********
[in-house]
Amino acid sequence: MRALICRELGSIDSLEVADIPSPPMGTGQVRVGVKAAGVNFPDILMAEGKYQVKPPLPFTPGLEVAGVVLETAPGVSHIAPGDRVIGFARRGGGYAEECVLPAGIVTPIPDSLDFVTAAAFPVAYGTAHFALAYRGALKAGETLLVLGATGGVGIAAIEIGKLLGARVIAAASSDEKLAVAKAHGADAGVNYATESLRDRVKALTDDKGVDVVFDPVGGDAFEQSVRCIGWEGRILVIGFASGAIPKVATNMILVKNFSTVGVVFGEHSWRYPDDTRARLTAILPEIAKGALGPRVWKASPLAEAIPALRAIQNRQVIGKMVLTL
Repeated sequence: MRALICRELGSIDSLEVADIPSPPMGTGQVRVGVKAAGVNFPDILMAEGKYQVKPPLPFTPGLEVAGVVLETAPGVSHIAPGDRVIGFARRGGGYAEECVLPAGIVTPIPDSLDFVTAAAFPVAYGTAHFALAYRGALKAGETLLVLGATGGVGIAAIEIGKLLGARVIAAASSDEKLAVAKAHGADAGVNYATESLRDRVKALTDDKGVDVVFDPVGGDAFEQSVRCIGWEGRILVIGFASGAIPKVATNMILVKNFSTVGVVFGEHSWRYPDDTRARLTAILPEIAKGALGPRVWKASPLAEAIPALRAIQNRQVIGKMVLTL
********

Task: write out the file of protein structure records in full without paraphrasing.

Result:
[in-house]
Amino acid sequence: MRALICRELGSIDSLEVADIPSPPMGTGQVRVGVKAAGVNFPDILMAEGKYQVKPPLPFTPGLEVAGVVLETAPGVSHIAPGDRVIGFARRGGGYAEECVLPAGIVTPIPDSLDFVTAAAFPVAYGTAHFALAYRGALKAGETLLVLGATGGVGIAAIEIGKLLGARVIAAASSDEKLAVAKAHGADAGVNYATESLRDRVKALTDDKGVDVVFDPVGGDAFEQSVRCIGWEGRILVIGFASGAIPKVATNMILVKNFSTVGVVFGEHSWRYPDDTRARLTAILPEIAKGALGPRVWKASPLAEAIPALRAIQNRQVIGKMVLTL
Repeated sequence: MRALICRELGSIDSLEVADIPSPPMGTGQVRVGVKAAGVNFPDILMAEGKYQVKPPLPFTPGLEVAGVVLETAPGVSHIAPGDRVIGFARRGGGYAEECVLPAGIVTPIPDSLDFVTAAAFPVAYGTAHFALAYRGALKAGETLLVLGATGGVGIAAIEIGKLLGARVIAAASSDEKLAVAKAHGADAGVNYATESLRDRVKALTDDKGVDVVFDPVGGDAFEQSVRCIGWEGRILVIGFASGAIPKVATNMILVKNFSTVGVVFGEHSWRYPDDTRARLTAILPEIAKGALGPRVWKASPLAEAIPALRAIQNRQVIGKMVLTL